What a wonderful privilege it is for us to live in mid Sussex in a place as beautiful as Horsted Keynes! I was reminded of this by the feedback on last Saturday’s Quiet Day for diocesan trainee readers held in the Martindale. The participants were wowed by the Martindale window and view, by their walk to Church, to the spring at Ludwell and the Mill. How privileged we are to live in Horsted Keynes and its surrounds!
Rejoice in the Lord always, again I will say ‘Rejoice’ Philippians 4:4
You don’t have to live surrounded by beauty to live in gratitude. Our welcoming of Christ in the Blessed Sacrament Sunday by Sunday should focus a grateful welcoming of the Lord in every circumstance that comes our way. God who so generously comes to us in this eucharist, literally ‘thanksgiving service’ is as ready to meet us in the circumstances of our life as he is to meet us in the Sacrament of Bread and Wine.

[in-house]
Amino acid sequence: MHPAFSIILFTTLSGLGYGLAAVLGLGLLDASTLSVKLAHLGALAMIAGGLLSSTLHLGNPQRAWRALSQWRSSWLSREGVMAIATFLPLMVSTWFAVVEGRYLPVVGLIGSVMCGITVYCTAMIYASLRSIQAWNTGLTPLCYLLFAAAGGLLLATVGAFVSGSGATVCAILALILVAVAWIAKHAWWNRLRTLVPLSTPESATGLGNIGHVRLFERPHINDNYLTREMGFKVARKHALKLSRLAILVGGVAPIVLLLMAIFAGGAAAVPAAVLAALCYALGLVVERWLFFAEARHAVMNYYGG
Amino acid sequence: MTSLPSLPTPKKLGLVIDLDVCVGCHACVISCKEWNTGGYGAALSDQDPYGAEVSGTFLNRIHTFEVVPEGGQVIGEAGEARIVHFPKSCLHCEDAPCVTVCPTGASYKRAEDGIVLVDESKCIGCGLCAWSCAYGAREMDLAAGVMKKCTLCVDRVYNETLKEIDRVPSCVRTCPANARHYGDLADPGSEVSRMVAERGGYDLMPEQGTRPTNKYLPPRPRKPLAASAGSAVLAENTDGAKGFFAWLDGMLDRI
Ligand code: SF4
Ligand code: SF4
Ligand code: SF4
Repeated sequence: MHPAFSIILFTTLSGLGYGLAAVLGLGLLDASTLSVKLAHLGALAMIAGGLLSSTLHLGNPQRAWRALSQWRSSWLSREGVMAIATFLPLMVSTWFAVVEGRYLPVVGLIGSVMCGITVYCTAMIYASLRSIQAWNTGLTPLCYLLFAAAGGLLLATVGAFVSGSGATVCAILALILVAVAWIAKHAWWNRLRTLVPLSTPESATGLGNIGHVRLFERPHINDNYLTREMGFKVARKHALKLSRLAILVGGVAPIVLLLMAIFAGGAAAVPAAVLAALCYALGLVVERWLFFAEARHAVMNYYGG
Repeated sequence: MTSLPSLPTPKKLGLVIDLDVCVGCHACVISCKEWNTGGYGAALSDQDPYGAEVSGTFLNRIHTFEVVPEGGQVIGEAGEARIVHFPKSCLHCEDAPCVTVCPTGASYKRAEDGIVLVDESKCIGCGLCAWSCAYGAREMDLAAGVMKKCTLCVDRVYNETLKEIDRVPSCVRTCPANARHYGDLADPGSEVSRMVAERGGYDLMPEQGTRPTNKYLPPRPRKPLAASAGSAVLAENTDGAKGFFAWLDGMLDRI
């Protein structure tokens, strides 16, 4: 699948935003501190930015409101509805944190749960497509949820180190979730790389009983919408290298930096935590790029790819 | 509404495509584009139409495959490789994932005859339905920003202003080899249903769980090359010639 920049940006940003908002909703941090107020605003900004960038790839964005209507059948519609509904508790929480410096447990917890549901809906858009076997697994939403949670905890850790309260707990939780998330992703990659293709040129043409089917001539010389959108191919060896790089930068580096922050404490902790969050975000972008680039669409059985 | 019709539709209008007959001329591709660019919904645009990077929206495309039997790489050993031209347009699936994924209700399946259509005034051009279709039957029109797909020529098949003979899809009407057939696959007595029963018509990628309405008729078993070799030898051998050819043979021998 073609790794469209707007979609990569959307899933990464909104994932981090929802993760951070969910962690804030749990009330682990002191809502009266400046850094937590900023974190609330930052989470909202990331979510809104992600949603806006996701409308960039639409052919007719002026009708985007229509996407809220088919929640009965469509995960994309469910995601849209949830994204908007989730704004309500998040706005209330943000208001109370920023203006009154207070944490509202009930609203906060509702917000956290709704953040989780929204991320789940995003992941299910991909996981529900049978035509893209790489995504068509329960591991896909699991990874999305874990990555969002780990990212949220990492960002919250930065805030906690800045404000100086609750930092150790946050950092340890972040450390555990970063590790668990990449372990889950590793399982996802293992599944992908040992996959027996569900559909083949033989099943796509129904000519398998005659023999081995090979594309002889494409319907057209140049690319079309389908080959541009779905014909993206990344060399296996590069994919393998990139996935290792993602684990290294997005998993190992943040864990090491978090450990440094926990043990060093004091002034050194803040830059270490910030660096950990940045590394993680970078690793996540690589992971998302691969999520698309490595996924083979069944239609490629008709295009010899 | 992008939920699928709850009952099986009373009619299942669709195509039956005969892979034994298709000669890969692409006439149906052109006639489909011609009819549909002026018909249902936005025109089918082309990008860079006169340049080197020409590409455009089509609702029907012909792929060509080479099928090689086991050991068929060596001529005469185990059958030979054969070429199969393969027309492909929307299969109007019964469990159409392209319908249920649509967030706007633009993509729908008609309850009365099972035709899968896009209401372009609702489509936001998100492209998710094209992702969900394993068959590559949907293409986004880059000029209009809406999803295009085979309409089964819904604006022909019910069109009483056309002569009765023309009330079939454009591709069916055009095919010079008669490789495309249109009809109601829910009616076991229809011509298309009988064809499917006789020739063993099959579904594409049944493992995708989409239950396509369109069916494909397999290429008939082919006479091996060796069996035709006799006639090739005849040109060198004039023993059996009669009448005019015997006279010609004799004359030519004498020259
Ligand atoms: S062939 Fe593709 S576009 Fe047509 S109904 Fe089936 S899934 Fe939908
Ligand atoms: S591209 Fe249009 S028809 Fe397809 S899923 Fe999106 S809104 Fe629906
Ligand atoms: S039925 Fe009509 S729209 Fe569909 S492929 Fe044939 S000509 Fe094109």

I will go unto the altar of God, even unto the God of my joy and gladness we read in Psalm 43v4
To be glad at heart is more than a passing sentiment linked to harvest as a passing church season. It is a matter of deep ongoing submission.
This morning we might ask ourselves ‘Are we really glad, deep down in our heart, in our situation?’
What would be your answer? What business might you have to transact this morning at the altar of God?
If we aren't glad at heart we’re very likely lacking in submission of our circumstances to God. We only fear those things we have not submitted to God.
Rejoice in the Lord always, again I will say ‘Rejoice’ Philippians 4:4
As we read in another Psalm, 112 verses 6,7: The righteous...will not be overthrown by evil circumstances...they do not fear bad news, nor live in dread of what may happen. For they are settled in their mind that the Lord will take care of them.